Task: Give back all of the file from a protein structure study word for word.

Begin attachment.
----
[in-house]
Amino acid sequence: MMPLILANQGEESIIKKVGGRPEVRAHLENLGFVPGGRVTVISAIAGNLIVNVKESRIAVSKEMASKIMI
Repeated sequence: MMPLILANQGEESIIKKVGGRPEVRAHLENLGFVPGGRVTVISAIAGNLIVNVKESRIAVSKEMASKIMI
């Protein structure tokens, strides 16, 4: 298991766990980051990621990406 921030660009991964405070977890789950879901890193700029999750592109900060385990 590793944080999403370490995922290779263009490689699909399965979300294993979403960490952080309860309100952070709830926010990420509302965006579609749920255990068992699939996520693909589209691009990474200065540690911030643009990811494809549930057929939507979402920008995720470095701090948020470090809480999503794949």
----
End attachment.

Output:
[in-house]
Amino acid sequence: MMPLILANQGEESIIKKVGGRPEVRAHLENLGFVPGGRVTVISAIAGNLIVNVKESRIAVSKEMASKIMI
Repeated sequence: MMPLILANQGEESIIKKVGGRPEVRAHLENLGFVPGGRVTVISAIAGNLIVNVKESRIAVSKEMASKIMI
């Protein structure tokens, strides 16, 4: 298991766990980051990621990406 921030660009991964405070977890789950879901890193700029999750592109900060385990 590793944080999403370490995922290779263009490689699909399965979300294993979403960490952080309860309100952070709830926010990420509302965006579609749920255990068992699939996520693909589209691009990474200065540690911030643009990811494809549930057929939507979402920008995720470095701090948020470090809480999503794949």